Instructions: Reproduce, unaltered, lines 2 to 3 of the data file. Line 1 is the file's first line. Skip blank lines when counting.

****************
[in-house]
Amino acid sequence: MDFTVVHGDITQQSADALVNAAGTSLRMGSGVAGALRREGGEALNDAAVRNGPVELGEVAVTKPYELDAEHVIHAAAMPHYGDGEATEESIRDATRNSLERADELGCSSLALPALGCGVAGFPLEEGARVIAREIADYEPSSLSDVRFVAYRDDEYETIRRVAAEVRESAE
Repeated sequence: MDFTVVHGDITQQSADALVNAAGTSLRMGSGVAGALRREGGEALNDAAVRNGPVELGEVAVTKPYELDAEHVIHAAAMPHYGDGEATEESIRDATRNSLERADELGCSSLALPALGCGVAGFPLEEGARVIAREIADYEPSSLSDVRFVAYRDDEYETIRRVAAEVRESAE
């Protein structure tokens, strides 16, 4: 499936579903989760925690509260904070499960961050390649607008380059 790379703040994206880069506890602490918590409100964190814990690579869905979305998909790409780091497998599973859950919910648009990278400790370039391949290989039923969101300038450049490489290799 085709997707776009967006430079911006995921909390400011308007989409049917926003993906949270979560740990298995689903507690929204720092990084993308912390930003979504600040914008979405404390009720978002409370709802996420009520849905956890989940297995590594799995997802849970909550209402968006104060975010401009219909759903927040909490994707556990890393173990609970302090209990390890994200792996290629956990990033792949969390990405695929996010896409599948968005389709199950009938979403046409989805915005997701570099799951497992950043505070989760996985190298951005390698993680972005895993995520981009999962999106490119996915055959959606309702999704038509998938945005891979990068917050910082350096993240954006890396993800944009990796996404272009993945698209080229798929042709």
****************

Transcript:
Amino acid sequence: MDFTVVHGDITQQSADALVNAAGTSLRMGSGVAGALRREGGEALNDAAVRNGPVELGEVAVTKPYELDAEHVIHAAAMPHYGDGEATEESIRDATRNSLERADELGCSSLALPALGCGVAGFPLEEGARVIAREIADYEPSSLSDVRFVAYRDDEYETIRRVAAEVRESAE
Repeated sequence: MDFTVVHGDITQQSADALVNAAGTSLRMGSGVAGALRREGGEALNDAAVRNGPVELGEVAVTKPYELDAEHVIHAAAMPHYGDGEATEESIRDATRNSLERADELGCSSLALPALGCGVAGFPLEEGARVIAREIADYEPSSLSDVRFVAYRDDEYETIRRVAAEVRESAE